Painting by Dear M. Matisse
We went out to dinner tonight, to a small, really good-food place which serves Whole Catfish on weekends. Chris is inordinately fond of catfish, hence the capitalization above, and one of his favorite “second-hand” meals is the second two of the four smoked catfish he does on the grill every couple of weeks.
He has the first two warm, as they come off the grill, usually with grilled vegetables and some Pink Sauce---the mayo/ketchup/lime juice/sprinkle of S&L, his own alternative to Tartar Sauce.
Then, two nights later, I know what he’s having for supper: the Second Two, ditto Pink Sauce, while I have a quickly-stirred up bit of tuna salad---easy meal; I usually make a quick gratin of something, to offset the cold fish. He also likes it as a salad: the fish removed from the bone, and hand-crumbled into neat bite-sized pieces, then combined with thin-sliced celery and chopped boiled egg, then tossed with a little of the sauce with a bit of horseradish added, for a nice remoulade. Piled onto lettuce on a plate and surrounded with tomato wedges, a bit of lemon, and perhaps some egg quarters, it makes a lovely dish. Just not one I’d care to eat.
Anyway, we got into the restaurant, which is seat-yourself. He stopped in the lobby a moment, while I picked a table right in the corner by the door, and stood waiting. After a moment, I saw the “Reserved” card sitting there, so we went looking for another. There seemed to be nothing left except six-tops, so we went back to a forlorn little table, also by the door, which, though it would seat three, had only one place setting.
He sat at the cover-spot, and I sat down to the bare tablecloth. And I did notice as I looked around as we waited for our person---we didn’t go to eat until perhaps 7:30, and I suppose they had seated all the tables once, and re-set them hurriedly to keep up with the crowd. The tablecloths, even on tables for six and eight, had been tossed on sorta lap-scally all around the room, so that some swayed WAY down into a diner’s lap, whilst their companions across the way were practically eating off the bare boards. Dali would have loved sitting in that room---some tables had that one-corner-uncovered effect of so many modern magazines, and others were bunched up so that the salt and pepper sat sorta sidesaddle.
While we awaited our person, the young woman clearing the next table took our iced-tea orders, and said someone would soon be with us. She brought the tea, and no one ever brought anything else---not one thing, the entire night. It was serve-yourself, so we did, and when we sat down, Chris got up and retrieved me a place setting from the “Reserved” table, which was the only un-populated one in the area.
A young woman scampered up to him. “Is this YOUR table, Sir?” When he said “No,” she walked away, and we could hear her telling another table of diners of our egregious trespass---we distinctly heard the words “silverware” and “Reserved,” as if we'd disturbed the sanctity of some holy altar. When she came back with a fresh cover, she mentioned it again, to SOME MORE PEOPLE, then muttered to herself, three feet from us, for the whole time it took her to lay down napkin, knife, fork, spoon. It was like eating on a second-grade playground.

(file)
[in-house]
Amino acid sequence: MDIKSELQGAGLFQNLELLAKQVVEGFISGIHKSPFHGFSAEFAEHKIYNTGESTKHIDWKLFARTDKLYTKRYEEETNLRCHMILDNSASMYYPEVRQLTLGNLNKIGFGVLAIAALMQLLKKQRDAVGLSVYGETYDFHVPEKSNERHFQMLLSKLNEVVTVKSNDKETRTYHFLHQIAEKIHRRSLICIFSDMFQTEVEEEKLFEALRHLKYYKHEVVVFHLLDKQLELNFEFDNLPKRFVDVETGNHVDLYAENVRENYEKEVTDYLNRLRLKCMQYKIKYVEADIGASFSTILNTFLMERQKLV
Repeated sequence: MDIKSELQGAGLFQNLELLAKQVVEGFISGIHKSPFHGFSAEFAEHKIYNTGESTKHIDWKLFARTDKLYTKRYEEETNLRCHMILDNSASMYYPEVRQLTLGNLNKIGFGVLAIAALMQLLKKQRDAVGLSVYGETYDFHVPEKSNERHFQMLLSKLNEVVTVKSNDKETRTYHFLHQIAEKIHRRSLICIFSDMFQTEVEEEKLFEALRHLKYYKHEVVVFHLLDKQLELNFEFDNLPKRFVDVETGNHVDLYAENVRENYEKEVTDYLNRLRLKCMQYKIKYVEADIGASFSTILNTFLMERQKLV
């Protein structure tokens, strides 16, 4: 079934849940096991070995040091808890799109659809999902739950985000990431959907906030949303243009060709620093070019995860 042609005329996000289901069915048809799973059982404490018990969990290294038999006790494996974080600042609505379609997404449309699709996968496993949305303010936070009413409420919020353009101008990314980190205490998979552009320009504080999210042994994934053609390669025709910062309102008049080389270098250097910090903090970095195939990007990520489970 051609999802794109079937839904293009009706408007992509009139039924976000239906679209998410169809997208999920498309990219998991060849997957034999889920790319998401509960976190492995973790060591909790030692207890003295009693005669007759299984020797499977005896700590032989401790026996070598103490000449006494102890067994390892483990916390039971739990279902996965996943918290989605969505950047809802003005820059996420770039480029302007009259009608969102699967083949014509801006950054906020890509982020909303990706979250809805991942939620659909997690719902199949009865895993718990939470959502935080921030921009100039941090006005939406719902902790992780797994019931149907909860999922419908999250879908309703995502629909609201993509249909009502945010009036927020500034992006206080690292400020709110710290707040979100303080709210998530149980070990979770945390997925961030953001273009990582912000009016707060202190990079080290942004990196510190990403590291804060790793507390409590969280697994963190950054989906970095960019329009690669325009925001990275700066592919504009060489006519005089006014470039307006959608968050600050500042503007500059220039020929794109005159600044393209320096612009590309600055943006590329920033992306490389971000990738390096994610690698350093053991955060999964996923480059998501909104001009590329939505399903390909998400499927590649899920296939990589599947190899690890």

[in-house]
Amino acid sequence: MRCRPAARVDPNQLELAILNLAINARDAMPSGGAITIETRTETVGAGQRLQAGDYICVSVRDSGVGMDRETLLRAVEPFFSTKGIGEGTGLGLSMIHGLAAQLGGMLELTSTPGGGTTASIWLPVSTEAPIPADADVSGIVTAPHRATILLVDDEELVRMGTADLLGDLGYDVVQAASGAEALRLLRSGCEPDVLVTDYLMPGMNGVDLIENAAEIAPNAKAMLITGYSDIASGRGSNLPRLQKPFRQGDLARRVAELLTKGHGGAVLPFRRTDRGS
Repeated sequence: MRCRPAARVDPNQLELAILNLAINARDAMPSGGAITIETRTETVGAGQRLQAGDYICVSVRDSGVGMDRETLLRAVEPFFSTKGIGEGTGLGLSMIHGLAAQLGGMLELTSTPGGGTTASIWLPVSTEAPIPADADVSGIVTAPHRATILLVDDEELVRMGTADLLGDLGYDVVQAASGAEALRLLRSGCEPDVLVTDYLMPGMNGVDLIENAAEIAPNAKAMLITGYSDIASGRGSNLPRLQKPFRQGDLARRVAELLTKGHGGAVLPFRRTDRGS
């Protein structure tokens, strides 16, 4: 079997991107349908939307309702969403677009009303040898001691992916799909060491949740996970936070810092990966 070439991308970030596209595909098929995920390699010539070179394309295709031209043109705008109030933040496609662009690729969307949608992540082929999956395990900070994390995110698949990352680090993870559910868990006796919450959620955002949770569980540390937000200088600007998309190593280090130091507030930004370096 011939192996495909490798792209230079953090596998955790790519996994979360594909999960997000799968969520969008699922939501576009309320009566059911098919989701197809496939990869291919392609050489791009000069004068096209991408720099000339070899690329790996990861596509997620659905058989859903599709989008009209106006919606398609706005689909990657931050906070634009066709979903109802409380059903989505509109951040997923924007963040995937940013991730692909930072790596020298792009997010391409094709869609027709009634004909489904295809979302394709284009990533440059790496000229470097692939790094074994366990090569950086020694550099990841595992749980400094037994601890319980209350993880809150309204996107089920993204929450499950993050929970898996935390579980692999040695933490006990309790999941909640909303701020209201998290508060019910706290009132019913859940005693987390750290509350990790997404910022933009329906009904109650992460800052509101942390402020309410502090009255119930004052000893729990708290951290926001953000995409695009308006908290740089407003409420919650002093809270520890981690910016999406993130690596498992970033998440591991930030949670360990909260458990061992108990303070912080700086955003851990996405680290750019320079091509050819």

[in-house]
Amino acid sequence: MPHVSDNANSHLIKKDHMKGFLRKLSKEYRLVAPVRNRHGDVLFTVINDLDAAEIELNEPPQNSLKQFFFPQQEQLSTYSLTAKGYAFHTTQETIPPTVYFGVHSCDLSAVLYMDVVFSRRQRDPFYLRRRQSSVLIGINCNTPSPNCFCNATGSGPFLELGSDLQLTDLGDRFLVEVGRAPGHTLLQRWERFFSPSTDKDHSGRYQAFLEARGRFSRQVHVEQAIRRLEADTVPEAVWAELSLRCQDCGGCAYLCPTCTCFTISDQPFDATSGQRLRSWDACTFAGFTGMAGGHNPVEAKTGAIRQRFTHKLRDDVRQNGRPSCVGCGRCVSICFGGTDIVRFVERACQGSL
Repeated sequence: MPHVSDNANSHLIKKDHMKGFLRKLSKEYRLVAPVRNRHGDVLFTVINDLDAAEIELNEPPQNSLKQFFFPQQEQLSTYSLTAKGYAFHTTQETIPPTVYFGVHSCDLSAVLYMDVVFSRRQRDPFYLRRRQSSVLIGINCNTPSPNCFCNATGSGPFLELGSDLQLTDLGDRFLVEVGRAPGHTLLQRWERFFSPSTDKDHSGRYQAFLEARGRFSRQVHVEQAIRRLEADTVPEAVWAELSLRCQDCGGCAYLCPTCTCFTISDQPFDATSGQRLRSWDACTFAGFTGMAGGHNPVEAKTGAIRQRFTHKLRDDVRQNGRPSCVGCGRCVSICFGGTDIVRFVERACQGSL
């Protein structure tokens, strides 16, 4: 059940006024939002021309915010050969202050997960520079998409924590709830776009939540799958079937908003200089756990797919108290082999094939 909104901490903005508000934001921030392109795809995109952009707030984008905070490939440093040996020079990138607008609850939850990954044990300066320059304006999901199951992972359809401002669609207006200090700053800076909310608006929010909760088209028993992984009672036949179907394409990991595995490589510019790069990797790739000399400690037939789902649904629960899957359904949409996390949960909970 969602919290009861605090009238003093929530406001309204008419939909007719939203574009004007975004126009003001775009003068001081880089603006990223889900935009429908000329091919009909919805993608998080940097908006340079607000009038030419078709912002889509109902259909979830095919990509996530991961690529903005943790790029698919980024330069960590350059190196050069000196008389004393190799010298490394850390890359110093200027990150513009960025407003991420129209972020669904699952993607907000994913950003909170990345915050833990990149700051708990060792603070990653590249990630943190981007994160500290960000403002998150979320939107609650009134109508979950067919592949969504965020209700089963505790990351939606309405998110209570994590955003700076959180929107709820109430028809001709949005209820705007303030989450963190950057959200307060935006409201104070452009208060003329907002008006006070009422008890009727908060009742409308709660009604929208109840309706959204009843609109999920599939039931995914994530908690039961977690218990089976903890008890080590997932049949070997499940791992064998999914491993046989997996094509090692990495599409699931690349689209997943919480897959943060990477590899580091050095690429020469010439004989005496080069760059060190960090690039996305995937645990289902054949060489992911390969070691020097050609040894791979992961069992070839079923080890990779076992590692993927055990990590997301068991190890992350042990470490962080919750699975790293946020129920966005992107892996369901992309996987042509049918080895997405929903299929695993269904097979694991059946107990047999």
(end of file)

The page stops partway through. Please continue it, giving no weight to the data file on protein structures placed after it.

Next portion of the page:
Y’all, I wished I felt embarrassed, but I hope they knew we weren’t getting any help from anywhere else. We got our salads, we ate; we got our dinner and ate, ( lovely crisp Panko shrimp, home-style snap beans with ham chunks, cooked down LOW, some fresh-steamed broccoli just at its perfect moment) And the used plates and silver and empty glasses just accumulated and sat there. I'm WAY not above clearing my own table, or moving things myself if there's an empty spot nearby, but there was nowhere to put the stuff, and nobody came near us.
When we went to get our dessert (a huge tall pie safe, and you help yourself---tonight there was Karo Pecan, Lemon Chess, and Brownie Pie---You see why we did not take the little bumps in the road too seriously, but then we’re not really complainers, and have never sent anything back, unless it was WAY undercooked)---the dishes still sat there when we returned.
From our little table in Coventry, we watched diners get refills, (We HAD ordered a pitcher of tea, so there WAS that) and eat and get cleared, sit back and converse, then go for a leisurely dessert---we sorta did all the leisure part, but it’s like we were alone in the room. And you know, we really didn’t care about any of it---we were together, we had a good dinner, and aside from getting grumped at and tattled on, we did just fine.
And the kicker: A party of four passed our table, having had their dinner farther back in the room. One of the ladies stopped at the still-pristine “Reserved” table. “Look,” she said, “HERE’S our RESERVED table that they couldn’t find.” And she picked up the little card and walked out with it.
When we finished, we waited in vain for someone to come back into the room full of people---neither the nice lady who got our tea, nor the scoldy one returned, and so Chris went out to the cashier in the lobby, who headed for the kitchen.
We envisioned the scenario to be like this: She asked, “I need the check for Table X---whose table is that?” Everyone disclaimed the poor orphaned thing, so she realized that no one had paid any attention to us, went out to her lobby stand, printed us out a check, and came back, saying, “I’m so sorry; I printed this out for one dinner only---I hope that’s all right.”
And so we accepted it. And we left a dollar on the table---I have no idea which one retrieved it, and I wonder if they even found it, amongst all the dishes---I also wonder if they counted the silver and made sure I'd left the purloined napkin.